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Minister McHugh launches Creative Schools


Creative Associates: Pairing artistic experts with young minds

The Creative Schools pilot programme’s Creative Associates are helping children and young people to challenge themselves in exciting new ways.

The roll-out of the Scoileanna Ildánacha/Creative Schools pilot initiative is in full swing across the 150 schools selected to take part in the pilot phase of this innovative and exciting programme. The aim of Creative Schools is to support a culture of creativity for students within the school environment and to build collaborations and partnerships between the school and their network of local cultural and creative resources.

Over the last few weeks, a team of Creative Associates have been taking part in special training before heading out to their matched schools to meet with principals, teachers, parents and students. Each Creative Associate is either an artist with a background and expertise in working with children and young people or a teacher who has developed an arts practice. The Creative Associates will work closely with the school community to develop a bespoke Creativity Plan for each school.

The plan will respond to the ideas, needs and opportunities of each school with the aim of building creativity across as many aspects as possible of the day to day school life of the students.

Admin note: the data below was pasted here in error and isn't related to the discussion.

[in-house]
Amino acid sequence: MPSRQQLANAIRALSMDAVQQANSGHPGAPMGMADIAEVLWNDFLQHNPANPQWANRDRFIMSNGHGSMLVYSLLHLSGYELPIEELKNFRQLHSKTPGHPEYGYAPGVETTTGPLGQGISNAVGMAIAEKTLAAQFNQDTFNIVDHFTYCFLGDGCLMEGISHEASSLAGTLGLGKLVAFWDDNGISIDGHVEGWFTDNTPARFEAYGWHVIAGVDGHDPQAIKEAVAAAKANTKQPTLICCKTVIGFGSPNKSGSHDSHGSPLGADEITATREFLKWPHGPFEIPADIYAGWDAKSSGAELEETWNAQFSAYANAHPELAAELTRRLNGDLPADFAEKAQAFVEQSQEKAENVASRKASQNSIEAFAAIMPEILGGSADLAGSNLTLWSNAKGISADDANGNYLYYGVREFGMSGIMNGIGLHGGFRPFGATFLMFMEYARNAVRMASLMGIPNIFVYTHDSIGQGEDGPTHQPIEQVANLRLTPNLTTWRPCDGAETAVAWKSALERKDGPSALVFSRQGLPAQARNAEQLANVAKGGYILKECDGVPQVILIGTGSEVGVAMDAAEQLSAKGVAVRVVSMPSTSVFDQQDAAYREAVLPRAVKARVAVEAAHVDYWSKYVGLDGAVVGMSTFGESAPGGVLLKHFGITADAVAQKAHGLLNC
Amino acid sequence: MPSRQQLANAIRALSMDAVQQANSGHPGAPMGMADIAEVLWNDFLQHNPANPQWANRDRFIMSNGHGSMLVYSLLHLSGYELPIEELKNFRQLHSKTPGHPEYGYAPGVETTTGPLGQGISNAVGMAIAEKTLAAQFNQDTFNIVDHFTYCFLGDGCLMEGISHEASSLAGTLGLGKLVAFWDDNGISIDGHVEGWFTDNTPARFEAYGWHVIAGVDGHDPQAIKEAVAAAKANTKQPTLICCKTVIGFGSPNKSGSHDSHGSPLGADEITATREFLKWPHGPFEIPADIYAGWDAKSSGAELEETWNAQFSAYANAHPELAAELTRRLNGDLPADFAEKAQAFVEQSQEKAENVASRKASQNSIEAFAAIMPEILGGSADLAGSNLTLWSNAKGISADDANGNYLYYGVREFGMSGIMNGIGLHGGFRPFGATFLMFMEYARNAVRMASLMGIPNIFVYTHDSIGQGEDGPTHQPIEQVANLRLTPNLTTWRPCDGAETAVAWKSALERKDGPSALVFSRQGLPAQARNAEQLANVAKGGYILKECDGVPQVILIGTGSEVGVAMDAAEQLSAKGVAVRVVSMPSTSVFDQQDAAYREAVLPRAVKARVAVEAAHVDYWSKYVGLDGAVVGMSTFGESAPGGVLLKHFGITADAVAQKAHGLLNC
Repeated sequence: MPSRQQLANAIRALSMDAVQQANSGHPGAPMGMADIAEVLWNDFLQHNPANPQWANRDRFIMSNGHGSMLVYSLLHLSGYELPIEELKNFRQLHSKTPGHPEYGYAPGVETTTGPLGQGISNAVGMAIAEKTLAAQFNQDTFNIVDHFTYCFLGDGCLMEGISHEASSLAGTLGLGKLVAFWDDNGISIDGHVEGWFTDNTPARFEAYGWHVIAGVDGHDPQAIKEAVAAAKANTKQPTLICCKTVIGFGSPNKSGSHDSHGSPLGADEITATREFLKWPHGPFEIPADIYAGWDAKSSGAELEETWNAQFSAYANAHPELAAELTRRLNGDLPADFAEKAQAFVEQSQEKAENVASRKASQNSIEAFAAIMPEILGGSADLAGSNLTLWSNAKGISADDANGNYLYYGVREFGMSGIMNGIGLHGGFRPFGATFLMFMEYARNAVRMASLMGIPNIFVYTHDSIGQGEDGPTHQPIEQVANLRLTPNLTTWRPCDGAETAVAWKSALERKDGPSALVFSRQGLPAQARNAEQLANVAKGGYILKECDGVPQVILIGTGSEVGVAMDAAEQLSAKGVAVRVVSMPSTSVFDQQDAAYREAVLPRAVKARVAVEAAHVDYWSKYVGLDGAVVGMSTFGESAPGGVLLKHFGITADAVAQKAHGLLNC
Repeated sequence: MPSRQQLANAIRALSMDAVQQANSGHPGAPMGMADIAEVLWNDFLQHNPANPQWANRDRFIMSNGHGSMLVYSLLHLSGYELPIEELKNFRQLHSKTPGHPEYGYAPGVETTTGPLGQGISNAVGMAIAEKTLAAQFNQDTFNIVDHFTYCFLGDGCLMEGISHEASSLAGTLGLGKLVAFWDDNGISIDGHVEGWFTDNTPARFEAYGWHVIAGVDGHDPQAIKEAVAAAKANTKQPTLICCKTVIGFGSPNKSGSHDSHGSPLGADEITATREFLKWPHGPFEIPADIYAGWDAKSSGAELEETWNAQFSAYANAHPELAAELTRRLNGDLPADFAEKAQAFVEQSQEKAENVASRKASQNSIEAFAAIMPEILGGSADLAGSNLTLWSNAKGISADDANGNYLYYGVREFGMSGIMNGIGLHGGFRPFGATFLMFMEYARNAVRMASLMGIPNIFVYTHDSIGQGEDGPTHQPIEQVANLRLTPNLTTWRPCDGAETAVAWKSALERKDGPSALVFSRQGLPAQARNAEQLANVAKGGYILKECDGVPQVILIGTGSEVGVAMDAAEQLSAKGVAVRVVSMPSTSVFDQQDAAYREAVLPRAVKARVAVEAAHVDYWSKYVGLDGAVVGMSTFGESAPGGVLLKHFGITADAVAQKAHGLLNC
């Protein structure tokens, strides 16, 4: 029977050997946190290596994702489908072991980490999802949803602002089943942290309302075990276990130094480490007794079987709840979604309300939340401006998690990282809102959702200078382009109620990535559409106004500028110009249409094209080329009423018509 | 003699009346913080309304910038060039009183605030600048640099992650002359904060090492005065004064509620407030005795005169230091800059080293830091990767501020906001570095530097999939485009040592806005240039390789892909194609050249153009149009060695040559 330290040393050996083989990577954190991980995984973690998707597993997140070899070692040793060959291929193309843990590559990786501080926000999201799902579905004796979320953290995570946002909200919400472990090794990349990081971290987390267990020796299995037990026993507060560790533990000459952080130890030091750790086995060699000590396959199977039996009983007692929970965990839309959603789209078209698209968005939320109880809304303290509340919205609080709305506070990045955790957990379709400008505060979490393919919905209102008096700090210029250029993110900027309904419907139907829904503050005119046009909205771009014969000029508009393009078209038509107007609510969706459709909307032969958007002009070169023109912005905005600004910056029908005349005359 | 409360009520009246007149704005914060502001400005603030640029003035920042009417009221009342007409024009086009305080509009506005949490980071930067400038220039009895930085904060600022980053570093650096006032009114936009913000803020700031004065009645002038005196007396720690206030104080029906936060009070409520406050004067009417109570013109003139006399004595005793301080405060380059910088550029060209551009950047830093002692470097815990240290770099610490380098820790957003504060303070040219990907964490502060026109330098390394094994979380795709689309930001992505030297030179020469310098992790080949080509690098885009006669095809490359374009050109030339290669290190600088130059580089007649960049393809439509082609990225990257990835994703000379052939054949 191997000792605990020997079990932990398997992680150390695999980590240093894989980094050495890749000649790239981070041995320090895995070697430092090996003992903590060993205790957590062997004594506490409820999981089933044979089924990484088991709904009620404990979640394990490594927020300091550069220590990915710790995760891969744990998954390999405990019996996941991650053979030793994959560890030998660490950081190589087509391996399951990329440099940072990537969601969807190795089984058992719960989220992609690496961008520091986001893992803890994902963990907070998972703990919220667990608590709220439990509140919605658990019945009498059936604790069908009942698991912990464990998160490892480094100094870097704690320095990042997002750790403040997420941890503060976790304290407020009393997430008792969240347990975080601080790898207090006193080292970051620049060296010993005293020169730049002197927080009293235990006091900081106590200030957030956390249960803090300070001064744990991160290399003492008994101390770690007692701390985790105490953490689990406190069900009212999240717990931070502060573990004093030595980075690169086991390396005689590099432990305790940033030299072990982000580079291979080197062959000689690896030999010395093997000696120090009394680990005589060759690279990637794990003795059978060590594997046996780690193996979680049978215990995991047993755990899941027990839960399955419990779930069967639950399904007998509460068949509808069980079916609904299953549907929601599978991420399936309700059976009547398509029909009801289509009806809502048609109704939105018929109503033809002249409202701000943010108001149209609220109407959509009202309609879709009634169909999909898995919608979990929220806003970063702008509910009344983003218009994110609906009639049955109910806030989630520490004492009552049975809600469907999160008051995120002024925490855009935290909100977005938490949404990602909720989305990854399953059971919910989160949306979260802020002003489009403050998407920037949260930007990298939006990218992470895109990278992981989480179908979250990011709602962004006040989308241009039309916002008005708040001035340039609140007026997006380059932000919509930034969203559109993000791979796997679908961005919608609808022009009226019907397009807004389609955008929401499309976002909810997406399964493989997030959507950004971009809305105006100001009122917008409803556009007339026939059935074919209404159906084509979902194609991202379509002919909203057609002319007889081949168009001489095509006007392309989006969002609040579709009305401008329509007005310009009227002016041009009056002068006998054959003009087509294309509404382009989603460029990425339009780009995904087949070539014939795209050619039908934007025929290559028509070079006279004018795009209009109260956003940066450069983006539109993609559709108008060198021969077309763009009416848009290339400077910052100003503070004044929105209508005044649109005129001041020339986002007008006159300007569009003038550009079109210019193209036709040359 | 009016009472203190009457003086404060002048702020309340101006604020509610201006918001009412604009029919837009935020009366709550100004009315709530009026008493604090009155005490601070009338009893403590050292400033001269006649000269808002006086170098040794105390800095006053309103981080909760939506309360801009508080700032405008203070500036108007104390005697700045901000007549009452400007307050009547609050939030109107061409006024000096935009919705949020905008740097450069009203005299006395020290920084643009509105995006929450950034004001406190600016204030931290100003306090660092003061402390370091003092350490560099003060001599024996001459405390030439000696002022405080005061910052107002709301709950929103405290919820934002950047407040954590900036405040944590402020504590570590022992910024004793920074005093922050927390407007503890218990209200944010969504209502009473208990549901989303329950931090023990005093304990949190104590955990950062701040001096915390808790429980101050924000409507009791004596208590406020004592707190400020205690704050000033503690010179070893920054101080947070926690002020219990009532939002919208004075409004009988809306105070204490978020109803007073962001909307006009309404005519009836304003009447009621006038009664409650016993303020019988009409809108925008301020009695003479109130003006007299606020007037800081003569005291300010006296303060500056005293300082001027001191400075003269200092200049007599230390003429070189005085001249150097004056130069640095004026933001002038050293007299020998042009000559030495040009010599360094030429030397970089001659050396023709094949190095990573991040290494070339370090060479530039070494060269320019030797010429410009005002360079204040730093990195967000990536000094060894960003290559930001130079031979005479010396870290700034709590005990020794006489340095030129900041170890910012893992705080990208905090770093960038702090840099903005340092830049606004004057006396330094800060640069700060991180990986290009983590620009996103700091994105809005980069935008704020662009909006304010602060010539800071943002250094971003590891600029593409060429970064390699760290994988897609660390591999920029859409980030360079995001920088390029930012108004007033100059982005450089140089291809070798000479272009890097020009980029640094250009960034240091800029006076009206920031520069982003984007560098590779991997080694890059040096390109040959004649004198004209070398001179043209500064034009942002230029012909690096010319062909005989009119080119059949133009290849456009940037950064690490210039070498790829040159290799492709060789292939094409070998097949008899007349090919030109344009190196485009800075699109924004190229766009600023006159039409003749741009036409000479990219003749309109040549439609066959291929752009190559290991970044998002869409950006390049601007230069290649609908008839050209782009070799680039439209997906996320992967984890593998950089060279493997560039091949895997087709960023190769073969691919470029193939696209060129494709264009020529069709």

“Putting creativity and the arts at the heart of school life is something that I am passionate about. The arts challenge us to think differently and can change how you look at the world” said Minister for Education and Skills Joe McHugh TD pictured above with Liam McEldowney and Layla Rose McCloskey from Glenswilly National School, one of nine Creative Schools in County Donegal.

Find out more about the Creative Associate who has been matched to your local Creative School here.

Creative Schools is a flagship initiative of the Creative Ireland Programme to enable the creative potential of every child. Creative Schools is led by the Arts Council in partnership with the Department of Education and Skills and the Department of Culture, Heritage and the Gaeltacht, with support and input from the Department of Children and Youth Affairs.

For more details on the background to Creative Schools, read the full briefing document here

Creative Schools

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